Death of a woman after an abortion at the Tuscaloosa clinic investigated

The death of a woman after an abortion at a clinic in Tuscaloosa has been investigated by state officials following complaints by anti-abortion groups.

The CEC for Life group released details of the death this week, saying a woman appeared to have difficulty getting to a car after leaving the West Alabama Women’s Center on May 7.

The Tuscaloosa County Sheriff’s Office, Captain Jack Kennedy, the Tuscaloosa County Violent Crime Unit chief, said his office investigated the case with a forensic pathologist investigator and did not found no basis for criminal charges.

“We did an initial investigation,” Kennedy said. “We couldn’t find anything that we could sue anyone for. It is a death under medical supervision.

The Alabama Board of Medical Examiners is reviewing the case after a patient who left the clinic later died at UAB Hospital the same day. The council reviews complaints against doctors and may impose penalties. “The incident has been reported to the Alabama Board of Medical Examiners who currently have this matter under investigation,” Kennedy said in a statement this afternoon.

Anti-abortion activist groups said the doctor on call was Dr Louis Payne, 81, who co-founded the clinic in 1993. Efforts to reach Payne for comment were unsuccessful.

Payne retired this summer and was replaced as medical director by Dr Leah Torres, who referred requests for comment to a spokesperson for the clinic.

“Due to privacy laws, the West Alabama Women’s Center cannot comment at this time,” said Robin Marty, communications director for the West Alabama Women’s Center. “We continue to uphold the highest standards of care for all of our patients.”

Marty said the clinic was no longer in contact with Payne.

Reverend Terry Gensemer, founder and director of the Charismatic Episcopal Church for Life, said sidewalk counselors from the Pro-Life Tuscaloosa group were outside the clinic and expressed concern when they saw the woman struggling and being assisted as she walked to a car on the exit from the clinic. He said the woman appeared to be in her thirties. Activists say a clinic worker told them the woman later died.

The Gensemer organization released a statement about the incident after filing complaints with the Alabama Board of Forensic Pathologists and the Alabama Department of Public Health, which oversees the clinics. They also requested that an autopsy be made available to show a cause of death. Tuscaloosa County does not have a medical examiner’s office, Kennedy said, and medical investigations into the death are handled by the Alabama Department of Forensic Pathology. AL.com has left a request for comment with the Forensic Medicine Department but has not yet received a response.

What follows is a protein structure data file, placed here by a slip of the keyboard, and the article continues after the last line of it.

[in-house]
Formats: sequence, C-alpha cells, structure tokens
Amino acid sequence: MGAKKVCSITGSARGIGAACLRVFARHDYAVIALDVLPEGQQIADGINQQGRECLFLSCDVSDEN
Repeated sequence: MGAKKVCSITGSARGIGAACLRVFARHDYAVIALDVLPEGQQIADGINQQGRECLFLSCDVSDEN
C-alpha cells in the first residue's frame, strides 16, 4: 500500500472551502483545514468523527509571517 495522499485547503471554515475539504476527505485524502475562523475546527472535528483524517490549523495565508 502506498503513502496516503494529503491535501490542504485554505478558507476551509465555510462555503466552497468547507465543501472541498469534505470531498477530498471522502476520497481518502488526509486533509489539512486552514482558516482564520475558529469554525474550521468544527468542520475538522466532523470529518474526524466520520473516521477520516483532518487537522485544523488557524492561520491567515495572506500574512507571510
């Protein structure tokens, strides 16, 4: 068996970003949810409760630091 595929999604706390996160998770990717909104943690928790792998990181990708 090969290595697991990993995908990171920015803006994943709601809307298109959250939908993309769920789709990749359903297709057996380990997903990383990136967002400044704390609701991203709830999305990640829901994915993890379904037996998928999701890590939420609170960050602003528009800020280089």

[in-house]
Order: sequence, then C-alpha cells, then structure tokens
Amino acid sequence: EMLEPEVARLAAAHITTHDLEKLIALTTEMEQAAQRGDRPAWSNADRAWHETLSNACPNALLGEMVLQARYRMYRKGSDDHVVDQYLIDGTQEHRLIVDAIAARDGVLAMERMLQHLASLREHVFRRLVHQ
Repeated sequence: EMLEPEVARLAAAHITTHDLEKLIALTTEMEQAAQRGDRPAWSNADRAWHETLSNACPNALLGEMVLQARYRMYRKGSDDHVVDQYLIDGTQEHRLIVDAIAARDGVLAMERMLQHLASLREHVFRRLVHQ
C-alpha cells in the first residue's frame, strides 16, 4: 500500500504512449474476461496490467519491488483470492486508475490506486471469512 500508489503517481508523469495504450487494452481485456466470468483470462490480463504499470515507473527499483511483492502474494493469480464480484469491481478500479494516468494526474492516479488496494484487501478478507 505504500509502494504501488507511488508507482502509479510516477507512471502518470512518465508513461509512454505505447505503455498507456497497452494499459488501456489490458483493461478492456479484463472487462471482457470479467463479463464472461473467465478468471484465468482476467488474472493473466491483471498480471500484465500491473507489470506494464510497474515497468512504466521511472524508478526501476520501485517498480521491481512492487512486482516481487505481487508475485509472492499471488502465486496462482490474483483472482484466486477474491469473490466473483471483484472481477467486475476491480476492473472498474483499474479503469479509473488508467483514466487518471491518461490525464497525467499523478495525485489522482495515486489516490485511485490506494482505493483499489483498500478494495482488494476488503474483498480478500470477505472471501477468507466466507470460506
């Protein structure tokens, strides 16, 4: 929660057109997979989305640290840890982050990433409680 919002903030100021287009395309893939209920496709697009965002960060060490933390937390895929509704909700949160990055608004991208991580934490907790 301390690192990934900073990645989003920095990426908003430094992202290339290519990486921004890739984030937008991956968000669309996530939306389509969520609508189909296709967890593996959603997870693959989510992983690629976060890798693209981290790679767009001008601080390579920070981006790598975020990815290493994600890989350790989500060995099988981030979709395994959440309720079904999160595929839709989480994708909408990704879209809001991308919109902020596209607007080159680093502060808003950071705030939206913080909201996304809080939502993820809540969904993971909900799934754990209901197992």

Sarah Neely, a Gensemer assistant at CEC for Life, said Pro-Life Tuscaloosa is planning to rally to a “Prayer in the Park” event at Snow Hinton Park on Saturday, August 15 at 10 a.m., with guests including State Sen. Gerald Allen.

Neely said the group was not trying to violate the privacy of the family of the deceased woman.

“We’re not interested in publicizing his name,” said Neely. “The reason we asked for the autopsy was to see what the cause of death was.”

Witnesses who were there questioned whether the woman was receiving adequate medical assistance, she said.

“Has everything that could be done to prevent his death been done?” Said Neely. “If there has been any wrongdoing, it should be made public.”

The West Alabama Women’s Center performed 3,371 abortions in 2018, out of 6,484 that year statewide, according to the Alabama Center for Health Statistics.

The clinic made national news earlier this year when it was purchased by the Yellowhammer Fund, a nonprofit organization that provides financial assistance for abortions in Alabama.

The Yellowhammer Fund received a large influx of donations after Alabama passed the country’s most restrictive abortion law in 2019. The law would have banned nearly all abortions, but U.S. District Judge Myron Thompson has blocked the ban with a preliminary injunction in October 2019, saying it was unconstitutional.

The West Alabama Women’s Center has been one of three clinics providing regular abortions in Alabama over the past two years, along with the Alabama Women’s Center for Reproductive Alternatives in Huntsville, where 1,823 abortions were performed in 2018, and the Services Health Center in Montgomery, who performed 1,286 abortions in 2018. USA Children and Women’s Center in Mobile and Brookwood Medical Center in Birmingham each reported performing two induced abortions in 2018.

Planned Parenthood Southeast opened its new clinic in Birmingham city center in July and plans to offer abortion services there starting this fall.


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